To depict the present, Bagnall kept the camera locked off, using flat compositions, while the past and transitional states employ more dynamic camera moves. “We were quite careful about the color palette we used for the present, and limited it so we weren’t using too much of a range of colors,” she details. “So when we do shift into the transition, and then into the memories, there’s this feeling of open space, of vibrant colors, and a constant flow of movement.”
Sequences on the beach recall Bagnall’s own childhood growing up in Dublin, on the coast of Ireland. “Technically, you’re in the city, but you’re so far away,” she recounts of her memories of playing on the strand. “You’re suddenly in a completely different space. And that was a quality I wanted for Late Afternoon.” That fluid quality appears throughout the film, whether Emily is playing on the beach as a child, or swimming through a transitional state back into the firm and comforting present as the ebb and flow of memories continue.
“Having this dynamic camera was quite a challenge, because we were making it in 2D,” Bagnell acknowledges. Once the script was storyboarded, the production team created previs passes to test camera moves at various speeds.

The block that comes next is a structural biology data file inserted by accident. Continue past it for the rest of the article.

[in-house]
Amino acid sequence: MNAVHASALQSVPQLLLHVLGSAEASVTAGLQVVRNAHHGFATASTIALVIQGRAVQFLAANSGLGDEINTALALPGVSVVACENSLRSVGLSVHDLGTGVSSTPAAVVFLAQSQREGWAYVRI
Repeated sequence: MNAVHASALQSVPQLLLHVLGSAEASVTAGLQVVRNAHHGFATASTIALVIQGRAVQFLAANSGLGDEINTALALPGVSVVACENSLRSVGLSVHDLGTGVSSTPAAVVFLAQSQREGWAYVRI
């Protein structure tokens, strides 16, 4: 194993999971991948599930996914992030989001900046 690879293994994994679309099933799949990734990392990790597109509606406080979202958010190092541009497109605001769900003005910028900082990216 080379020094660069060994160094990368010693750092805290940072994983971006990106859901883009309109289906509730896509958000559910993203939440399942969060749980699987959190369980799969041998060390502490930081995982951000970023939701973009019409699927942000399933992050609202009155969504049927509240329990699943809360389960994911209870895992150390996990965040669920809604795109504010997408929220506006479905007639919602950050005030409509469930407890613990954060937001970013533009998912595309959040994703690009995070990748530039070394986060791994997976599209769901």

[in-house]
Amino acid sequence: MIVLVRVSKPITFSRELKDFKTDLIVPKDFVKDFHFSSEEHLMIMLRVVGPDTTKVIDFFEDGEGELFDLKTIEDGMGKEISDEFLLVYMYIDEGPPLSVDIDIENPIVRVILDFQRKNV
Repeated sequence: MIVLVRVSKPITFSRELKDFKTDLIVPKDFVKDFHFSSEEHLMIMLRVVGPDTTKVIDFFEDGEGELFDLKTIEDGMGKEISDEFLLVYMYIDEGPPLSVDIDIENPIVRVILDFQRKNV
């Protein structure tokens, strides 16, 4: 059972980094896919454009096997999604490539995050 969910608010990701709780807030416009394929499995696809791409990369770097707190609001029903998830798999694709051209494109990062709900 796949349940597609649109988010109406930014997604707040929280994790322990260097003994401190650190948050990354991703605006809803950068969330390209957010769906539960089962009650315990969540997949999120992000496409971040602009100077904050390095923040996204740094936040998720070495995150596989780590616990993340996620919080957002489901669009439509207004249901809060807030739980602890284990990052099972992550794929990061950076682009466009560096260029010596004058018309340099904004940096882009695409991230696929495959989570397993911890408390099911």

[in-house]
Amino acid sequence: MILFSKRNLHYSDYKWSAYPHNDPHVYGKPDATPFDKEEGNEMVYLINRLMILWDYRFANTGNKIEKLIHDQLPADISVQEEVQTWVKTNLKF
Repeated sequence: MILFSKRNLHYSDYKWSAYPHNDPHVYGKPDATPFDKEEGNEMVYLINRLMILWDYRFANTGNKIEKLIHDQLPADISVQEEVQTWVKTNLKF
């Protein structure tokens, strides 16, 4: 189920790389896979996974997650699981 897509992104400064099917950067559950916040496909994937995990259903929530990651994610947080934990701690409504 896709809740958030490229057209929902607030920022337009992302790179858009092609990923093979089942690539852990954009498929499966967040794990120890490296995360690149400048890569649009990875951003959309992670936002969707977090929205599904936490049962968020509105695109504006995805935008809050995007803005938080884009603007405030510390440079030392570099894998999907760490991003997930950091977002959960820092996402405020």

“Although we’re not literally seeing through the eyes of Emily, we are seeing her feelings about a given memory,” Bagnell continues. “So, on the beach, in her memory, the camera loops and spins in this very freeform way because Emily is so happy. And then there’s also this slight disorientation where, as the viewer, you don’t always know which way is up. We really were being quite playful with viewers’ perceptions of where the camera was going to go, or what was seen as the character comes in and comes out of view.”
To retain the fluidity of motion these complex scenes required, several sequences had to be animated on ones, meaning that a new drawing had to be created for each frame. “There’s a particular quality to ones,” Bagnall explains. “Twos can have a little bit more weight, and sometimes that’s what you want. But we had to put some of the scenes on ones, because when you have camera moves it will create kind of stuttering in the action.”
While Bagnall says Late Afternoon is one of the most challenging short films she’s worked on, the experience has left her even more grateful for the talent assembled at Cartoon Saloon and the artists who worked on the film. “I have made some short films before, going back quite a long time, but they were always on a much smaller scale,” she notes. “In terms of my ambitions for the film, they were smaller for sure. But with this film, I had thought about it for so long, and was really just passionate about it. Before I even started it, I could see what I wanted it to feel like and look like. So for this one I went all out and, in that sense, it’s certainly the most ambitious project I’ve directed.”